There are ways this can be worked around, of course. Writers can build a character from scratch, and throw them into the world that the video game envisioned, but that then leads to problems of its own. Without that flexibility of character, instead the plot has other matters to contend with, and the drive and desire of this newly fleshed-out lead may not align with what the game initially created. It can cause a tonal shift of the overall plot, with Doom a perfect example of a film that failed to capture the same gut instincts that the game provided.
The best video game movies know this, and adjust accordingly. Mortal Kombat is an ensemble cast of cartoonish characters in both the film and the games, and so a slight tweak and a shift towards a little bit of extra camp did the film a world of good. For all its faults, Resident Evil knew when to cut characters and when to change them. Meanwhile, Silent Hill did make some odd changes to be sure, but it took the core concepts of the plot, retained those main themes and desires of the characters, and streamlined it into a solid horror movie.
It’s not only the character-versus-player dichotomy that causes issues though. Games are also unique in their pacing structure, as the participant has so much more control than in any other media. They have authority over the actions of the characters, in come cases even control over the path of the story itself. In cinema, viewer control comes (at most) from pressing pause, while the reader of a book can only control the text itself by reading at their own pace. In both cases, the core story, and all of its intricacies, isn’t going to change.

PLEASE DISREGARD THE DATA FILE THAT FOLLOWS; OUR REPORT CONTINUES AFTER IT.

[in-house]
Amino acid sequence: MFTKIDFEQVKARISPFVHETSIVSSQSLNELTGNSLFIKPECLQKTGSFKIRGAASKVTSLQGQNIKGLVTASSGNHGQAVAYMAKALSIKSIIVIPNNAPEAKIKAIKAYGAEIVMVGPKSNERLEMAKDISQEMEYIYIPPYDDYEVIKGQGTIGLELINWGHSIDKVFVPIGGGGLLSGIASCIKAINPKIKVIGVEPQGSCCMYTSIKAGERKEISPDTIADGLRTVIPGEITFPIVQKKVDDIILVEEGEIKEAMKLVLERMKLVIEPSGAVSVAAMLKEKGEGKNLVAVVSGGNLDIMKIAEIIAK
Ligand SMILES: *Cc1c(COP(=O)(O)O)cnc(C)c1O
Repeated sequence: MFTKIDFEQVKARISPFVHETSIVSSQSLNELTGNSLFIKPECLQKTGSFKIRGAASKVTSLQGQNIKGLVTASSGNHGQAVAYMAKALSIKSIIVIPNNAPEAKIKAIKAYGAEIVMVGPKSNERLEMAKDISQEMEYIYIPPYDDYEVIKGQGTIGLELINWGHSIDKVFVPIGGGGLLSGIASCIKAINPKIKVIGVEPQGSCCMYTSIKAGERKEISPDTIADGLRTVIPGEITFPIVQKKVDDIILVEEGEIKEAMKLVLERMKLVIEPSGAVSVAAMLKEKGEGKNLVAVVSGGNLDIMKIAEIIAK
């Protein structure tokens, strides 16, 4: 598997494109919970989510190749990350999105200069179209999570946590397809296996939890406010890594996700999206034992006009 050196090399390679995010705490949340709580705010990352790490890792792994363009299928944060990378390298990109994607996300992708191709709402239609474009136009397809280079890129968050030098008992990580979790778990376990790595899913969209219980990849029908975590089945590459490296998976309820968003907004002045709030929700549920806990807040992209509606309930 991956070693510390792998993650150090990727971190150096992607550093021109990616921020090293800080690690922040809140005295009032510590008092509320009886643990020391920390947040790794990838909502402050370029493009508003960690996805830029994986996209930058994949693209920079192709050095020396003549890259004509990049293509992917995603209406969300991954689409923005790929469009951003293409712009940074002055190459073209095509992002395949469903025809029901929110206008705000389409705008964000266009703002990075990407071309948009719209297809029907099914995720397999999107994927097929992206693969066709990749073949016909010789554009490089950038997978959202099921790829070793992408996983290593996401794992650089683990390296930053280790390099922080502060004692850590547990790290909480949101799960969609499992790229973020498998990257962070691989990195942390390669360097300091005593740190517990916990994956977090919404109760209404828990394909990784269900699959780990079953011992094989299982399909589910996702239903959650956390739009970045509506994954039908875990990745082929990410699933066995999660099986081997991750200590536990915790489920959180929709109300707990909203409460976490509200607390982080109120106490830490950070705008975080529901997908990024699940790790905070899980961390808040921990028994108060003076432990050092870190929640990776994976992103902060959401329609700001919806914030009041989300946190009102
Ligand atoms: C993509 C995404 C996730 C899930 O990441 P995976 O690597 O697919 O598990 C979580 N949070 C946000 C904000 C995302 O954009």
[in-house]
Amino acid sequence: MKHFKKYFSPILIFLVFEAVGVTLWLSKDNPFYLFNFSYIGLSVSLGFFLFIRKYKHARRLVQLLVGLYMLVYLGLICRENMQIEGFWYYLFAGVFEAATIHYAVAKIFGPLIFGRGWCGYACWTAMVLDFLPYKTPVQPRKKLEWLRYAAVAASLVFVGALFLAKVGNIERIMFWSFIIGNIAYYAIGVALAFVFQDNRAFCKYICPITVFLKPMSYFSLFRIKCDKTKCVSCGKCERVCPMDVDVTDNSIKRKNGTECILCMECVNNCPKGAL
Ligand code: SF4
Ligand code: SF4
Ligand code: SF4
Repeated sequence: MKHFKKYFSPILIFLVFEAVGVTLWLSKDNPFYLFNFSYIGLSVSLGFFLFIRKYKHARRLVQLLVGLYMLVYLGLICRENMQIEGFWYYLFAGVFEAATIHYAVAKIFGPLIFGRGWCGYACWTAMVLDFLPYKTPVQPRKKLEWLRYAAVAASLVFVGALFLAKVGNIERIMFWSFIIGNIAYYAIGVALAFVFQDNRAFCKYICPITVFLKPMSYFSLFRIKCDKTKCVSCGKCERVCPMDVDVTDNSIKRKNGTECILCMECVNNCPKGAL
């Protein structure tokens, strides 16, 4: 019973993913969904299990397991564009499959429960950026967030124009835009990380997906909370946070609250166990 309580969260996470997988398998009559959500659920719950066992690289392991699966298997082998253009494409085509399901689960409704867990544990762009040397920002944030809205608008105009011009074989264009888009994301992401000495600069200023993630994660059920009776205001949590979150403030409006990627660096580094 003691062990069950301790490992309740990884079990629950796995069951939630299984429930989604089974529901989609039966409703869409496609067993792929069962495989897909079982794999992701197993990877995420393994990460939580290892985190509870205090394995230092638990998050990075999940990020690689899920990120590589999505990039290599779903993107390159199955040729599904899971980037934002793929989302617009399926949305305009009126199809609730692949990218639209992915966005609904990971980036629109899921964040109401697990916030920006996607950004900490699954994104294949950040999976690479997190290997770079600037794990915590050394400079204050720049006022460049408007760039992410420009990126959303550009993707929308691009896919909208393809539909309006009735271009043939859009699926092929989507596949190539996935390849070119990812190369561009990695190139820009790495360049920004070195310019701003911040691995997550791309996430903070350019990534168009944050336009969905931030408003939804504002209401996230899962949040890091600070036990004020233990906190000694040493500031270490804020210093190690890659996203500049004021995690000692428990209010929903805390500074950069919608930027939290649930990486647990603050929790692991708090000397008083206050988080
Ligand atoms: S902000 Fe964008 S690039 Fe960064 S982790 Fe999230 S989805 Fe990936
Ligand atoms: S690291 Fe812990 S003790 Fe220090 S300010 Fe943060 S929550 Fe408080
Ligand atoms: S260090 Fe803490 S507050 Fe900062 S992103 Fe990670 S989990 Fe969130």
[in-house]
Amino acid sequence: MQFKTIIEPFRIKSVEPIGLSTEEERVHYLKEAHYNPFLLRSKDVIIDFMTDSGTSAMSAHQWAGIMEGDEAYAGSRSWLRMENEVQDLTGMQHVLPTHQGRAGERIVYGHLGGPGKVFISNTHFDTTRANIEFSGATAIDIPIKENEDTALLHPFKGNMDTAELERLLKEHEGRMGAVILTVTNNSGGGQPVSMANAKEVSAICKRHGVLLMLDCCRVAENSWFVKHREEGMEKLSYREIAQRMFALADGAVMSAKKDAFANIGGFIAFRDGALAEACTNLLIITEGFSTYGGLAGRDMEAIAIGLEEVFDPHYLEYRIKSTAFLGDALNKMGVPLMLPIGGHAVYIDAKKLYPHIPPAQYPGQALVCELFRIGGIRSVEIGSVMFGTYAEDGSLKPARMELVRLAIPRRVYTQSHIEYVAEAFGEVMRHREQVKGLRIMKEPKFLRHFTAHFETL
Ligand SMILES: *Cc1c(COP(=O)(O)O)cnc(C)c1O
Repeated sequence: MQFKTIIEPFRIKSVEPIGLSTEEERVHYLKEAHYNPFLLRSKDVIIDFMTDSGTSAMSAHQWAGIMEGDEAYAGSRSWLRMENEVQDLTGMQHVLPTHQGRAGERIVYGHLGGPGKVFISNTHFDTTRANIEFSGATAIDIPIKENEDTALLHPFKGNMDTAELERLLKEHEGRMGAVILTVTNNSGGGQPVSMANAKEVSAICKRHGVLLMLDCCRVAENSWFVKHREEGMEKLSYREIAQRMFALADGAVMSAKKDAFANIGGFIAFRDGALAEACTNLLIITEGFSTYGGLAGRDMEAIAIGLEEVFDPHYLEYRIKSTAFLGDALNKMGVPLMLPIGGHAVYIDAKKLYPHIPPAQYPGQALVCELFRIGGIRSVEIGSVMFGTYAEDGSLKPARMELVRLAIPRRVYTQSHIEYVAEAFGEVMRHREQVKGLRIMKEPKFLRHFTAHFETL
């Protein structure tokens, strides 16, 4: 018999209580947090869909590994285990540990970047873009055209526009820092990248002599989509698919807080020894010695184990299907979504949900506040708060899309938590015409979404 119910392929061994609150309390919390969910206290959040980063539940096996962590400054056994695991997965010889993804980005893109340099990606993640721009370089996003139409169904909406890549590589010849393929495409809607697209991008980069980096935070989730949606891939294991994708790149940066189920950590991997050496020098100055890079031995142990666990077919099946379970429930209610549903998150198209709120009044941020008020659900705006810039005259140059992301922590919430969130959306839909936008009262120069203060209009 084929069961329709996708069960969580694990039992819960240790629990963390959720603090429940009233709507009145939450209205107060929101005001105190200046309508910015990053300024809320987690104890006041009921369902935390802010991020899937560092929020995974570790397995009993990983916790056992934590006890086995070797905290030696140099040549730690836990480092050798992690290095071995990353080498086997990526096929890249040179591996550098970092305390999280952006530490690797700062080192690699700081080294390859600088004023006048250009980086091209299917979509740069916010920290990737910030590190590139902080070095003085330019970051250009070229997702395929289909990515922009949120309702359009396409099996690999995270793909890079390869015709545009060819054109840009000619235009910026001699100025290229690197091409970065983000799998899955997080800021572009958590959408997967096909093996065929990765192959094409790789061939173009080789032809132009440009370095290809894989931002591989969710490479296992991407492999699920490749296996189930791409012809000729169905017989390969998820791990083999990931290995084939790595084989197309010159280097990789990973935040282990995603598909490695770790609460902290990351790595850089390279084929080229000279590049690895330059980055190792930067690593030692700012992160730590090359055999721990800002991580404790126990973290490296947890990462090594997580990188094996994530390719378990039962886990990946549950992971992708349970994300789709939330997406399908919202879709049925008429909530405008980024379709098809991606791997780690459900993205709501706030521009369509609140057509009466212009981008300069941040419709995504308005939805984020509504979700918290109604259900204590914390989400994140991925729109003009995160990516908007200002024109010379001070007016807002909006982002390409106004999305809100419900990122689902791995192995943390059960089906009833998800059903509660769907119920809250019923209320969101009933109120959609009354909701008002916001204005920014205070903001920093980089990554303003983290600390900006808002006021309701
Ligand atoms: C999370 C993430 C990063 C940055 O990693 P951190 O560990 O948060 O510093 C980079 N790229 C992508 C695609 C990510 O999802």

So, there are some subtle difference in terms of what makes a game or a movie fun. Games rely as much on reflexes or active thought as in sound and visual design or acting talent. For some gamers, their favourite moments within the medium come as prolonged shootouts in action games, a particularly fearsome puzzle to overcome, or a long, silent journey in a role-playing game. In short, games are an entirely different beast from the media that have come before them. In a way, it’s as difficult to adapt a daydream to the cinema as it is a video game.